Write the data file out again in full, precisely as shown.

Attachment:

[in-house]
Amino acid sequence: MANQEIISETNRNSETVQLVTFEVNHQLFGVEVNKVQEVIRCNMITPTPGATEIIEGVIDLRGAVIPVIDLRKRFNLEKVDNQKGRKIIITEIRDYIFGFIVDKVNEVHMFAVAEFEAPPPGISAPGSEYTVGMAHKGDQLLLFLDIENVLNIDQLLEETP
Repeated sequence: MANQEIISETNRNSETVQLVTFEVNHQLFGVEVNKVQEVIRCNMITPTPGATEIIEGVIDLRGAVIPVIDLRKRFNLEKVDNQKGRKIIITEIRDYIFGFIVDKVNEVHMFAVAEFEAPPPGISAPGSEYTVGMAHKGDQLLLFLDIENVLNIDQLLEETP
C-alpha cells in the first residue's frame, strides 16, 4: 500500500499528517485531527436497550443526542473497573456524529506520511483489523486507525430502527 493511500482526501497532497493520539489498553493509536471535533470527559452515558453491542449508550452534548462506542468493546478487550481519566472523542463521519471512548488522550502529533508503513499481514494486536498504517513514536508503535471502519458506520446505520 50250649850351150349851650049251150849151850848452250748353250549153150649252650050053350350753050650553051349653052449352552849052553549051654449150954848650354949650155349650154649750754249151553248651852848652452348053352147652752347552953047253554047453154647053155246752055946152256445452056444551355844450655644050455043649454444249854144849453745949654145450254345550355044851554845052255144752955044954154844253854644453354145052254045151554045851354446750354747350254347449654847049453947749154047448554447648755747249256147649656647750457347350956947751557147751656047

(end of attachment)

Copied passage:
[in-house]
Amino acid sequence: MANQEIISETNRNSETVQLVTFEVNHQLFGVEVNKVQEVIRCNMITPTPGATEIIEGVIDLRGAVIPVIDLRKRFNLEKVDNQKGRKIIITEIRDYIFGFIVDKVNEVHMFAVAEFEAPPPGISAPGSEYTVGMAHKGDQLLLFLDIENVLNIDQLLEETP
Repeated sequence: MANQEIISETNRNSETVQLVTFEVNHQLFGVEVNKVQEVIRCNMITPTPGATEIIEGVIDLRGAVIPVIDLRKRFNLEKVDNQKGRKIIITEIRDYIFGFIVDKVNEVHMFAVAEFEAPPPGISAPGSEYTVGMAHKGDQLLLFLDIENVLNIDQLLEETP
C-alpha cells in the first residue's frame, strides 16, 4: 500500500499528517485531527436497550443526542473497573456524529506520511483489523486507525430502527 493511500482526501497532497493520539489498553493509536471535533470527559452515558453491542449508550452534548462506542468493546478487550481519566472523542463521519471512548488522550502529533508503513499481514494486536498504517513514536508503535471502519458506520446505520 50250649850351150349851650049251150849151850848452250748353250549153150649252650050053350350753050650553051349653052449352552849052553549051654449150954848650354949650155349650154649750754249151553248651852848652452348053352147652752347552953047253554047453154647053155246752055946152256445452056444551355844450655644050455043649454444249854144849453745949654145450254345550355044851554845052255144752955044954154844253854644453354145052254045151554045851354446750354747350254347449654847049453947749154047448554447648755747249256147649656647750457347350956947751557147751656047